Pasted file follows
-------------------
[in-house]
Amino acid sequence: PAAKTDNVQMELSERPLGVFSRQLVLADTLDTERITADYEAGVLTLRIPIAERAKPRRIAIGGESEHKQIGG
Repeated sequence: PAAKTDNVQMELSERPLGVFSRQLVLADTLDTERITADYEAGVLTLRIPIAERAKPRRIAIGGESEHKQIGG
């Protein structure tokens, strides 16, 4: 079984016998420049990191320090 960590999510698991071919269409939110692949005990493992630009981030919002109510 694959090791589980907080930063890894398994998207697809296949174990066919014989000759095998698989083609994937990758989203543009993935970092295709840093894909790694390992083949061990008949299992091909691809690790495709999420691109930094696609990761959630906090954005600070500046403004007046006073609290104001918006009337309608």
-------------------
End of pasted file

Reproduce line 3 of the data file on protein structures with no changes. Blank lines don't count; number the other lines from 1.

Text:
Repeated sequence: PAAKTDNVQMELSERPLGVFSRQLVLADTLDTERITADYEAGVLTLRIPIAERAKPRRIAIGGESEHKQIGG